One of the best things about blogging is meeting other people with similar interests and making new friends. Jessica has been reading RowdyKittens for a while and I’m thrilled she agreed to write a guest post about her barefoot running adventures. Jessica is a writer, photographer and blogs at chesapeake.
I used to think that some people were made to run more than others. That marathons were for super-humans with a penchant for pain. Besides, I always looked funny running. I thus left the task of traveling great distances by foot to those better equipped for it.
At least I thought that until my mom, also a non-runner, gave me Born to Run, a book written by Chris McDougall. Chris is a journalist and amateur runner who was interested in answering the question of why he was constantly getting injured while running. He found the answer in the form of history: all of us were literally born to run as we are. And we were born to run barefoot.
I was skeptical at first. Running shoes are made for running, how can they be bad? Everyone wears them! But by the end of the book, I was convinced: our feet are magnificent works of engineering evolution. Did you know that the running shoe industry is one of the only industries in history that created a product we “needed?” The product and the market is completely manufactured by the man who invented the product. And that there are zero scientific studies to show that running shoes enhance athletic performance and decrease injury? It’s true. But there are many studies showing that running shoes make our bodies work unnecessarily harder and make us exponentially more prone to injury.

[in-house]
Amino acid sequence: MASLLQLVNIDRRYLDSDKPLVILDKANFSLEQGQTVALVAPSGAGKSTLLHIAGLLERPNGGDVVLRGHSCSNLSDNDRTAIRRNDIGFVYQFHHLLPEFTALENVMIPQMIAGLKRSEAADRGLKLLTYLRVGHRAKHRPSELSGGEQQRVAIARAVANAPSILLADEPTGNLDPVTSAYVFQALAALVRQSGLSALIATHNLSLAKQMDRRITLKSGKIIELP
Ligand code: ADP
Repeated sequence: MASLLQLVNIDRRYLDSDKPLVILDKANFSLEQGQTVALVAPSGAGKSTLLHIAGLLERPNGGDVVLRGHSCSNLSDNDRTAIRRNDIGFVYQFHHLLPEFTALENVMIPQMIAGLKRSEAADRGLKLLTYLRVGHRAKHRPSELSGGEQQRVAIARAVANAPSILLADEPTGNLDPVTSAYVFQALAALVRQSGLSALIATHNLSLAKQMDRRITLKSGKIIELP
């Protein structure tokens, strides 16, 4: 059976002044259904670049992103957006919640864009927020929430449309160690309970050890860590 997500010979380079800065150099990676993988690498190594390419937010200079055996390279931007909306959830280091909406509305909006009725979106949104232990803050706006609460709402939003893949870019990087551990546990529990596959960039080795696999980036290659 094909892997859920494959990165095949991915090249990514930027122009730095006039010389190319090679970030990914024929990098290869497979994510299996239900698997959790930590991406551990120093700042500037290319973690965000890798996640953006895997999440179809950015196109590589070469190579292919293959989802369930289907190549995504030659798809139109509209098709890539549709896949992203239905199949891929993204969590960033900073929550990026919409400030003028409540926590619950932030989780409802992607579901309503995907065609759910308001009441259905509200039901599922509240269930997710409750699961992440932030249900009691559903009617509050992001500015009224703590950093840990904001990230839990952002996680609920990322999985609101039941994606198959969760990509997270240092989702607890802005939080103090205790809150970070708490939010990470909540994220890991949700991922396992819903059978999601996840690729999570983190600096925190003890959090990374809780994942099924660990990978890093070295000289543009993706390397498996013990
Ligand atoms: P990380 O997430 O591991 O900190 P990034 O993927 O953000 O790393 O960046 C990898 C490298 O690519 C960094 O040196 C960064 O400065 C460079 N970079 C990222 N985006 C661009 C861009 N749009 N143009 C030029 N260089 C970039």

Not only was barefoot running supposed to be more efficient, it was supposed to be more fun. I knew that if any one could disprove the “fun” theory, it would be me. It turns out, I didn’t. A quarter of a mile into my maiden barefoot voyage, I realized that my face felt odd. I was smiling. Smiling while running. I can say, without a doubt, that it was the first time that I had ever smiled while doing exercise of any kind. My breathing was easy, my form was upright, and I was having fun. By the end of my first week, I was running eight tenths of a mile at a time. It may not sound like much, but for someone who never exercises, it was.
There was one glitch: I ran so much, so soon, that I injured myself. The great thing about barefoot running is that it allows you to be highly attuned to the signals of your body. The bad thing about a life spent ignoring said pain while exercising means that I wasn’t used to listening to my body. The best advice I have is start slow. Take off your shoes and walk around the house barefoot for a few weeks. Mix it up by walking in grass, gravel, and over concrete to get your feet used to different surfaces. Let your foot muscles build up over time.
Patience is absolutely key. Once you are ready to run, study up on proper form. There is one site in particular with great information on this, or if you live in the Seattle area, look up Barefoot Ted for a coaching session. Remember not to increase your running mileage too quickly, either. Listen to your body. If it hurts, stop and adjust your form. Take rest days. It’s like learning to walk again.
Push past the fear, toss the shoes, and do it. You were made for it.